The End of Business As Usual – ICT-Driven Learning Seen As the Answer to Our Education Problems
As the UK sees record numbers of applicants applying for university places, and the prospect of as many as 50,000 being turned away, it is perhaps unsurprising that the latest UNESCO World Conference in Higher Education discussed the challenge of demand as well as equity, affordability and relevance. So how important is the incorporation of ICT-driven learning to the future of higher education?
The latest UNESCO (United Nations Educational, Scientific and Cultural Organization) conference was held in Paris with around 1,000 participants and included speakers from around the world. Assistant Director General for Communication and Information, Abdul Waheed Khan, posed four clear questions at the outset: ‘Will present day universities become the dinosaurs of tomorrow? Will there be profound changes in learning content? What is the role of students and staff and how will we ensure quality and sustainability on the Internet?’
The conference also had a special focus on higher education in Africa, where demand is also said to be increasing rapidly. In order to accommodate more students, there were calls to incentivize the development of courses in subjects such as agriculture, environment and natural resources with the aid of private finance. Consequently, countries such as Brazil and China offered their help, whilst the importance of establishing regional higher education and research areas was also identified.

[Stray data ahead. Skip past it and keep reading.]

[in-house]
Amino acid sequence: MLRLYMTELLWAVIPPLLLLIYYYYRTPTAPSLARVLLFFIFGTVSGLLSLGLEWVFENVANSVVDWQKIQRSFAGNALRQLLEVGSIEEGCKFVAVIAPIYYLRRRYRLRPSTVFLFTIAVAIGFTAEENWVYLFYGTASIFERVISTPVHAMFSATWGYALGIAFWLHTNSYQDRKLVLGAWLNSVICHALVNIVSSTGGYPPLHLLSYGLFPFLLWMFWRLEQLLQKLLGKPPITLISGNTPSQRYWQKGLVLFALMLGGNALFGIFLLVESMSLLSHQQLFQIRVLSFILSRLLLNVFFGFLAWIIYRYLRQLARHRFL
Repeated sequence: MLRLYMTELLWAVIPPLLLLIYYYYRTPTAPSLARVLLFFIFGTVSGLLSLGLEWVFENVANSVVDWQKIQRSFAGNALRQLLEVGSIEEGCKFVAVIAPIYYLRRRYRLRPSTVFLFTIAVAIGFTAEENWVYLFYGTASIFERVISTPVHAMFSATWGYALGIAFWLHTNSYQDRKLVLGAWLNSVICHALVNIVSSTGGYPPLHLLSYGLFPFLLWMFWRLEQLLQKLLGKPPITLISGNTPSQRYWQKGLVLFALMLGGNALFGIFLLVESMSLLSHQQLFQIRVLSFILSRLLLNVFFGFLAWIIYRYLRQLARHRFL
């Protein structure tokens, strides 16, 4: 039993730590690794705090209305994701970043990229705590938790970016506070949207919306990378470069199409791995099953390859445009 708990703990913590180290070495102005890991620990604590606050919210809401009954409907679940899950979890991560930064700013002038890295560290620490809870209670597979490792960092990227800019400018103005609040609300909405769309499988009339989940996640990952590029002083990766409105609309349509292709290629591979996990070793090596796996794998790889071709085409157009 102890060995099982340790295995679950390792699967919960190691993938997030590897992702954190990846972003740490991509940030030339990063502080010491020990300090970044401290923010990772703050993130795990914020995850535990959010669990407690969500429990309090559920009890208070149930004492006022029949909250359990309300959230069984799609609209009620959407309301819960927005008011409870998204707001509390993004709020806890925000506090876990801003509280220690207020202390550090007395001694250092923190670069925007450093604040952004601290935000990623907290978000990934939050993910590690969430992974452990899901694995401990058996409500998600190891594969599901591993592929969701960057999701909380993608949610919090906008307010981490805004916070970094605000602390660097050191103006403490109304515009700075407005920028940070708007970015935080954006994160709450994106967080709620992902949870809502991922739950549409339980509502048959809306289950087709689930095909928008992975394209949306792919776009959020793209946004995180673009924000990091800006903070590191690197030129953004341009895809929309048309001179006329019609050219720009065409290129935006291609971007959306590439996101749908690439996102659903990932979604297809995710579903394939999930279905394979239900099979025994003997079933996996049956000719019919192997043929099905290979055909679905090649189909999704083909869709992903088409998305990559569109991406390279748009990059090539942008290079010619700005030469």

China is one of the countries that has seen such an extreme demand in higher education before – and has successfully adapted to deal with it. Professor Zheng Deming, of the Shanghai Television University, spoke of the development from a need to offer training to a huge workforce, at the same time as wanting to give elderly people the continued ability to learn, to what the STUV has become today. Now they offer an eight platform virtual learning platform which serves underdeveloped communities, including 4 million immigrants.
However, it was the words of Didier Oillo (printed at ) that were arguably the most relevant in regards to online learning. The Creator/Director of a French speaking virtual university highlighted that the last ten years witnessed the knowledge society move faster than economy and industry – meaning that young people and prospective students have already mastered blogs and Twitter, whilst many traditional institutions have not. Further advancements such as the $100 computer are set to see this ICT divide widen unless institutions make a special effort to train and adapt for a fast moving sector.